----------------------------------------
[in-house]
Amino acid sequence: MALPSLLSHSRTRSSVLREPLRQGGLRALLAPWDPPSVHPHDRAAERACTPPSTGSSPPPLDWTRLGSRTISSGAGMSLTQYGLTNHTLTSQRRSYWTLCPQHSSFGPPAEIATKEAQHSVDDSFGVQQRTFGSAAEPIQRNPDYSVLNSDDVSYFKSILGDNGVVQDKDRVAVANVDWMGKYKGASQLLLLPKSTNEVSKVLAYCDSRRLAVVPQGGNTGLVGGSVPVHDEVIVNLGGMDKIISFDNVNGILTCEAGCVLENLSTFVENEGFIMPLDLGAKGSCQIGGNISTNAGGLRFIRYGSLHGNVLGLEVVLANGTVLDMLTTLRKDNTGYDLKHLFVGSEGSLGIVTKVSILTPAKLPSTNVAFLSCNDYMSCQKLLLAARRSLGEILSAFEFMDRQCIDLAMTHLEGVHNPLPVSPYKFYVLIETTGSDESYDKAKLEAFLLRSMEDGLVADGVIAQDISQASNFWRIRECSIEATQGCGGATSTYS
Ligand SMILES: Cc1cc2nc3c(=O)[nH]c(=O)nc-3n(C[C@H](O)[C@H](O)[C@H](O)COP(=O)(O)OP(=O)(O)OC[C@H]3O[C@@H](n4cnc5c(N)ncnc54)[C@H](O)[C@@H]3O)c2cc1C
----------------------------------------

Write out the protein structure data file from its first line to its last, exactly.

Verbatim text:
[in-house]
Amino acid sequence: MALPSLLSHSRTRSSVLREPLRQGGLRALLAPWDPPSVHPHDRAAERACTPPSTGSSPPPLDWTRLGSRTISSGAGMSLTQYGLTNHTLTSQRRSYWTLCPQHSSFGPPAEIATKEAQHSVDDSFGVQQRTFGSAAEPIQRNPDYSVLNSDDVSYFKSILGDNGVVQDKDRVAVANVDWMGKYKGASQLLLLPKSTNEVSKVLAYCDSRRLAVVPQGGNTGLVGGSVPVHDEVIVNLGGMDKIISFDNVNGILTCEAGCVLENLSTFVENEGFIMPLDLGAKGSCQIGGNISTNAGGLRFIRYGSLHGNVLGLEVVLANGTVLDMLTTLRKDNTGYDLKHLFVGSEGSLGIVTKVSILTPAKLPSTNVAFLSCNDYMSCQKLLLAARRSLGEILSAFEFMDRQCIDLAMTHLEGVHNPLPVSPYKFYVLIETTGSDESYDKAKLEAFLLRSMEDGLVADGVIAQDISQASNFWRIRECSIEATQGCGGATSTYS
Ligand SMILES: Cc1cc2nc3c(=O)[nH]c(=O)nc-3n(C[C@H](O)[C@H](O)[C@H](O)COP(=O)(O)OP(=O)(O)OC[C@H]3O[C@@H](n4cnc5c(N)ncnc54)[C@H](O)[C@@H]3O)c2cc1C